Since its founding in 2000, TEG has been committed to enabling personalized solutions for the management and treatment of diseases through post marketing and hospital-based research. This is accomplished with two primary solutions: the Type 1 Diabetes Metabolic Simulator (T1DMS) and Diabetes Mellitus Metabolic Simulator for Research (DMMS.R).
Over the last seven years, the Distributed Version of the T1DMS software has been used by at least 14 academic research groups and two commercial research groups with ever-growing industry interest. Additionally, TEG has provided T1DMS simulation services for three companies, two of which submitted IDEs and received FDA approvals, with simulation study results delivered in months as opposed to years of pre-clinical trials. In partnership with several commercial entities, TEG performed simulation services and data analyses that are leading to improved accuracy and better performance by medical devices. Such devices are currently or soon-to-be on the market. TEG continues to foster solutions for diabetes care with in silico modeling and simulation to test and improve new technologies in accordance with FDA regulatory requirements, as well as with online services for R&D and education in the industry.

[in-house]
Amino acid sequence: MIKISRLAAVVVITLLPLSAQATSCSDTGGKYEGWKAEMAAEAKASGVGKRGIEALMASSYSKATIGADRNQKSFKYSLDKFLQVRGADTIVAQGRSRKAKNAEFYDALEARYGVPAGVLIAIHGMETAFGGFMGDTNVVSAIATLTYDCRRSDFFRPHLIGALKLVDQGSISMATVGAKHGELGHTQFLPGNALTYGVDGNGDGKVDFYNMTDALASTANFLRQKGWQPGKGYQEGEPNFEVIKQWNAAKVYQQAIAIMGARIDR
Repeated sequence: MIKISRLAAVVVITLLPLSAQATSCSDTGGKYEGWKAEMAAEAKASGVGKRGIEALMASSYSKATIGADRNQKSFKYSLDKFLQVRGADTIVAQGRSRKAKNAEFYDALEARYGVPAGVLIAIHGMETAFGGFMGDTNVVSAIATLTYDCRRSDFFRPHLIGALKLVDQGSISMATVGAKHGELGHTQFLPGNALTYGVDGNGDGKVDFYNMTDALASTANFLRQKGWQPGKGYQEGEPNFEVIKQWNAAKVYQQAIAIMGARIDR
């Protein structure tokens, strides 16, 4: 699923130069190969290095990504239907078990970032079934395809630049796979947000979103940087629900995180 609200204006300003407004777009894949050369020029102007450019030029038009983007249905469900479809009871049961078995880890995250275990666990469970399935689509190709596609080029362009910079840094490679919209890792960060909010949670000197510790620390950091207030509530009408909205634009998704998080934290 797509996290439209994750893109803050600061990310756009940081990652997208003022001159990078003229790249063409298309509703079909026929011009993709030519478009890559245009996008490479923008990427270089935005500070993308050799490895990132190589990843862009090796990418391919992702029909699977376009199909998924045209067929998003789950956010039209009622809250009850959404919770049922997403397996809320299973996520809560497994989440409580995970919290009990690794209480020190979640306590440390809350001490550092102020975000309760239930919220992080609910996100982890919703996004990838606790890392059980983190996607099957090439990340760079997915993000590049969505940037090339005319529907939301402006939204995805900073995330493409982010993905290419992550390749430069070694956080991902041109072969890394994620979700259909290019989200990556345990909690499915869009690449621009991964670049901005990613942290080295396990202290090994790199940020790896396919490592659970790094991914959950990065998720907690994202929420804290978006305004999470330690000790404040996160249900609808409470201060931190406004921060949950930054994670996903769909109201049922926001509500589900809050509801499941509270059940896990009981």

The Diabetes Mellitus Metabolic Simulator for Research (DMMS.R) is a computer application designed for conducting clinical studies in virtual subjects with T1, T2 or Pre-Diabetes. It provides a unique in silico environment for testing diabetes treatment and monitoring interventions, and is ideal for modeling new devices or examining treatment protocols and dosing algorithms. The user can design device models, implement test protocols that rigorously examine the performance of a control algorithm, evaluate the subject response to drug treatments, and assess the performance of sensors and pumps in the in silico environment before clinical testing.
Modeling and simulation of diabetes drugs and treatments early in development can help the user make informed decisions regarding:
- optimal dosing regimens over the full variability of people with the disease
- safety under extreme lifestyle management patterns
- further development to reduce costly failures